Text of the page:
Father Martin Celuch: Fan of hockey, movies, hiking, cooking says, ?Priests are regular human beings?


By Debora Shaulis Flora – Special to the Catholic Exponent

Friday, September 18, 2009

“Some people go away to relax,” says Father Martin Celuch. “When I want to relax, I go among people.”

Father Celuch may be a full-time student again, but he can often be found in greater Youngstown, celebrating Mass, making hospital visits and spending time with friends who have become like family to him.

“It gives me energy,” Father Celuch said of his vocation.

Father Celuch, 33, is studying Canon (Church) Law at Catholic University of America in Washington, D.C. He is in his second year of a three-year program. He also is an advocate on the Diocesan Tribunal, which handles cases involving Church law, acting primarily on requests to annul marriages.

When he is not at the university, Father Celuch stays at Boardman St. Charles Parish and assists various parishes, by celebrating Mass during summer, holiday seasons and on various weekends.

“I would say it’s only five hours away [from Washington], so I can be here anytime,” Father Celuch said.

A five-hour drive pales in comparison to the distance between this diocese and his native land. Father Celuch grew up in Sverzov, Slovakia. His family was “a great example of faith,” he said. For 20 years, his grandfather was responsible for opening the local parish church and setting up before Mass. His father, the late Cyril Celuch, did the same for seven years. Father Celuch became an altar server at age 5 and continued the family tradition of opening the church building as soon as he was old enough, he said. He and his brother also were very active in the parish’s youth group and village activities.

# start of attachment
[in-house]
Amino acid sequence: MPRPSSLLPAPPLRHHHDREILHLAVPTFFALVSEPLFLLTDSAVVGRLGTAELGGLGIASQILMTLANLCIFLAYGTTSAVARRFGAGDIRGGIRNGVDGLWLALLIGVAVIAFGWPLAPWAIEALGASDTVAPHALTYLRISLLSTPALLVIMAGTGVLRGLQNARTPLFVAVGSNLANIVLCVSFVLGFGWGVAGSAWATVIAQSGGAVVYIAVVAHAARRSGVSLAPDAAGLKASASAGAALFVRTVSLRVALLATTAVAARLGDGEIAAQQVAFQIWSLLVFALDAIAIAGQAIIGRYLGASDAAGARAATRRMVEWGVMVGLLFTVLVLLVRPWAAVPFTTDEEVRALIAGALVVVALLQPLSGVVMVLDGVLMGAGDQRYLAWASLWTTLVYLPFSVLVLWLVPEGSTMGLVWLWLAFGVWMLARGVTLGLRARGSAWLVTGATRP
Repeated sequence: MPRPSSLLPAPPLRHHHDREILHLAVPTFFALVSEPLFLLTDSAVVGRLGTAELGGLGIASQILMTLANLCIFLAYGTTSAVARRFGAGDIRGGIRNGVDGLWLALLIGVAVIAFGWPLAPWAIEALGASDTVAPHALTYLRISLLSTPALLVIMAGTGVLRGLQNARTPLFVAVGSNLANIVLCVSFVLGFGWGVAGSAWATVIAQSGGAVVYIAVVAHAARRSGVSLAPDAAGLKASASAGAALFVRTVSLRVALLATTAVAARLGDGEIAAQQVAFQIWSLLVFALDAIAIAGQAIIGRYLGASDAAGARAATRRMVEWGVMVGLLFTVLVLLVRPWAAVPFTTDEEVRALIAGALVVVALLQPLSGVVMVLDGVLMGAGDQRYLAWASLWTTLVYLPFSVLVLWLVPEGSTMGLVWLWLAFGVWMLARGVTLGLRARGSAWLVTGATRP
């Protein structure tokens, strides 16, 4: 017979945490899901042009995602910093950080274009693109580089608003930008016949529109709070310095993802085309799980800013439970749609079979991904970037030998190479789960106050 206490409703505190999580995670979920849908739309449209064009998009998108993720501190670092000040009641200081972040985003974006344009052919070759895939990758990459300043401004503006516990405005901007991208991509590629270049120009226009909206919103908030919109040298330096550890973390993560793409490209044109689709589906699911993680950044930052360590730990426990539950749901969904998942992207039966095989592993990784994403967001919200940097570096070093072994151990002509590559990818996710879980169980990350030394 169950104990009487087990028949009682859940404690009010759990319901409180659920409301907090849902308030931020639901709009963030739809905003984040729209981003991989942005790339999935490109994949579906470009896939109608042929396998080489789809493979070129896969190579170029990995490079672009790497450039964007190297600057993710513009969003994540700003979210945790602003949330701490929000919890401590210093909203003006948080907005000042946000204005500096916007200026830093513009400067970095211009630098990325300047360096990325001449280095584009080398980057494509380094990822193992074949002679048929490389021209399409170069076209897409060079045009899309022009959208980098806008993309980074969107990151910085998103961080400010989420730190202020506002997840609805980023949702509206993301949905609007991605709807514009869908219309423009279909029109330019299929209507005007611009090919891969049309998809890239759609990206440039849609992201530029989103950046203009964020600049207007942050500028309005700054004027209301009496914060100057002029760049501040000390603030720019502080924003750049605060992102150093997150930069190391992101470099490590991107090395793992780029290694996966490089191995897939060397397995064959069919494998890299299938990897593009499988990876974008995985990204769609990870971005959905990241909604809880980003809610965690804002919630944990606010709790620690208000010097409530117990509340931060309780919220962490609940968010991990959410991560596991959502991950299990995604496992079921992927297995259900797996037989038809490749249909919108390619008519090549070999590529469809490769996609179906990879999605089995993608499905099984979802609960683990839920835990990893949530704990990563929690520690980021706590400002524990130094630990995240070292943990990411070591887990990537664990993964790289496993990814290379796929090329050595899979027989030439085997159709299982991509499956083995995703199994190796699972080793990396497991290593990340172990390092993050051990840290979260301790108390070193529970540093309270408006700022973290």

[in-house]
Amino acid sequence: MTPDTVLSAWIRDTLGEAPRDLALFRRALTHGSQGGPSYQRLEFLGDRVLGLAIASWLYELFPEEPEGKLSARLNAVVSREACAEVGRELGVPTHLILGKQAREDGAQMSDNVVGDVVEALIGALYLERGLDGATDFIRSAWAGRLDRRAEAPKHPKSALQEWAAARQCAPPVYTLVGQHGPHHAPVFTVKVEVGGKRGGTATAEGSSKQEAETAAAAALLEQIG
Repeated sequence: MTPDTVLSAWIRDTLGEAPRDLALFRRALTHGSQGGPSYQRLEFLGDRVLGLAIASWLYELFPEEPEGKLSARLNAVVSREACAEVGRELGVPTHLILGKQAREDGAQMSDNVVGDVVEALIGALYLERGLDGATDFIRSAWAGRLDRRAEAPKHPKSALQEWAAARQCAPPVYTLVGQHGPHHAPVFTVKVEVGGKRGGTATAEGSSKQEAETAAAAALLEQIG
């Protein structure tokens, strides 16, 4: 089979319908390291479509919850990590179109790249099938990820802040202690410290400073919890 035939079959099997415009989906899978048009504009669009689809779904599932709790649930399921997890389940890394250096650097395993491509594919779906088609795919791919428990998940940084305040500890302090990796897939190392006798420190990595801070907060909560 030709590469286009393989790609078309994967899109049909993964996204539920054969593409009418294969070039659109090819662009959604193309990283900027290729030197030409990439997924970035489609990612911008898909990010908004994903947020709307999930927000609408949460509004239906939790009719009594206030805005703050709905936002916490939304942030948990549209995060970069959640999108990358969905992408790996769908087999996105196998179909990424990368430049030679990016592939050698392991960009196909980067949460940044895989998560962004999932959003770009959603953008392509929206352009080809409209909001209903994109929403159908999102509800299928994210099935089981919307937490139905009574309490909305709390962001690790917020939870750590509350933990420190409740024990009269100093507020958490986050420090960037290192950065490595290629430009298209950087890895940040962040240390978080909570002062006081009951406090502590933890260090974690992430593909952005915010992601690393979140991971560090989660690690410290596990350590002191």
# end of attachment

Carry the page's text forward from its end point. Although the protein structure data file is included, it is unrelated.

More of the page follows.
As a child, Father Celuch wanted to follow in his grandfather’s footsteps and make horseshoes. As a teen-ager, he believed his love of science and math would merge into a career as a researcher or textbook author.

By his junior year of high school, however, he was thinking about entering the priesthood. His was not a spontaneous decision, but the result of a growing desire. “I knew I liked to help people, so how would I do that? In a spiritual way,” he said.

Father Celuch had a good friend who also was interested in the priesthood. He and Father Celuch decided to pray about their callings for a while. By the time they were seniors in high school, both agreed to enter the priesthood.

“You live at the church for so long,” Father Celuch explained. “The church gave me so much. It became part of my life.”

When he entered Knazsky Seminary in 1994, Father Celuch believed he was going to be a priest of that diocese. That changed in 1999, after Father Celuch accepted an invitation from Msgr. Robert Siffrin, vicar general of the Diocese of Youngstown, and Msgr. Peter Polando, adjutant judicial vicar of the Diocesan Tribunal, to complete his studies in the United States. That ‘yes’ was a test of his faith.

“I had no clue about America. I didn’t speak English. It’s like a jump into open air, but there’s always a bridge —even a hidden one,” he said, recalling some scenes from the “Indiana Jones” action adventure movie series. “You take a step. Once you make it, you’re on the way.”

Father Celuch attended Point Park College in Pittsburgh and St. Vincent Seminary in Latrobe, Pa., where he earned a master of divinity degree in 2002. He returned to Slovakia for his ordination in June 2003. One month later, he was back in the Youngstown Diocese as associate pastor at Struthers St. Nicholas Parish.